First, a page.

This month my focus has been on the parallels between music and literacy.  However, music is not the only art that can be integrated with literacy.  Drama, movement and visual art can as well.

Think about the elements of a story.  Each of these art forms tells a story.  In theatre, a story comes alive, complete with props, scenes, costumes and actors.  Movement and dance can also tell a story.  The story can be as simple as an individual moving through the growth of a plant from seed to flower or as complex as a dance that tells the story of a girl’s search for love.  (I love watching the various stories that come from the dancers on Dancing with the Stars!)  Visual art is no different.  Many paintings, drawings and sculptures tell a story.  You just have to search for the details that make the story come to life.

All the arts assist students in their learning and practice of visualization, questioning, predicting, cause and effect, and drawing conclusions.  In my ebook Integration the Works of Norman Rockwell into Reading Instruction, I explore many ways to use the fabulous works of American painter Norman Rockwell to help students achieve a better understanding of these and other literacy skills.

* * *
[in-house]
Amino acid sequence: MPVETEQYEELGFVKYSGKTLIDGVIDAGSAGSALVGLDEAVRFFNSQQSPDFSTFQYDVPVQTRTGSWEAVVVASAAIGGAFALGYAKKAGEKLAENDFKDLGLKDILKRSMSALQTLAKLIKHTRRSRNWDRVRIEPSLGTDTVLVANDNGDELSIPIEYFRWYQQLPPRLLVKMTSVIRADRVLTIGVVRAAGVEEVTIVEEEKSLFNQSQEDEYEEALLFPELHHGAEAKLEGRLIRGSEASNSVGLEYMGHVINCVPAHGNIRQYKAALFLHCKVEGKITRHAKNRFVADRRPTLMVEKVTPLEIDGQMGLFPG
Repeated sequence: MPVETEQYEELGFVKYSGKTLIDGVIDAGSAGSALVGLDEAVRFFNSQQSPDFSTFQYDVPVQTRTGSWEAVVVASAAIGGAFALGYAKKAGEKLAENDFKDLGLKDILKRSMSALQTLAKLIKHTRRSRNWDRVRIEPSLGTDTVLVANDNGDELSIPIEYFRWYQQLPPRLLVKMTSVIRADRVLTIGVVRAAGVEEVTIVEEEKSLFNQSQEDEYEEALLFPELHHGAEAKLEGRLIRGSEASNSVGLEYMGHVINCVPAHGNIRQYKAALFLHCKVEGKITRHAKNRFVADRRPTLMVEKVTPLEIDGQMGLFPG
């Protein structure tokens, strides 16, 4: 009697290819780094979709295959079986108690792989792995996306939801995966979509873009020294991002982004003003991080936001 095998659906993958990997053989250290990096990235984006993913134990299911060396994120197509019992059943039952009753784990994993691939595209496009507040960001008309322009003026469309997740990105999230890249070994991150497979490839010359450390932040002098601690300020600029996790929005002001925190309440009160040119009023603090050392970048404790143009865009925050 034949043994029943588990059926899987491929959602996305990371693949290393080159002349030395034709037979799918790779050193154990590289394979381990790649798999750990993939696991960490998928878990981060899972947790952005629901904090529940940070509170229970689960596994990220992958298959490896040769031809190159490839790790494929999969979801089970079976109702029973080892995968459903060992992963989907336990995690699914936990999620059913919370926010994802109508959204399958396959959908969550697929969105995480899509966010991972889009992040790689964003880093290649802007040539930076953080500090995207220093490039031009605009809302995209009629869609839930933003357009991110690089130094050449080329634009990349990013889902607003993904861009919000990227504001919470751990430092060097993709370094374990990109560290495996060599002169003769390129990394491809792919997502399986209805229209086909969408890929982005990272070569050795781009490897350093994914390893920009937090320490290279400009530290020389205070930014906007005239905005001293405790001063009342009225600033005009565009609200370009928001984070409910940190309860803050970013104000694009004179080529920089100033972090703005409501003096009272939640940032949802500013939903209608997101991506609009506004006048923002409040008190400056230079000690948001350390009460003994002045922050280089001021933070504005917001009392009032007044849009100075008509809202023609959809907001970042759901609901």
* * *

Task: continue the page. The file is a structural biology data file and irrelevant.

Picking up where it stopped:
There are so many parallels and applications that the arts have for us in our teaching.  In what ways do you use the arts to help you teach literacy?


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Celebrate Music and Literacy!  This is the LAST DAY to take advantage of Elizabeth’s book Inspired by Listening, a teacher resource book for integrating musical listening experiences into the classroom.  The book is on sale this month only (March 2011) at 20% off!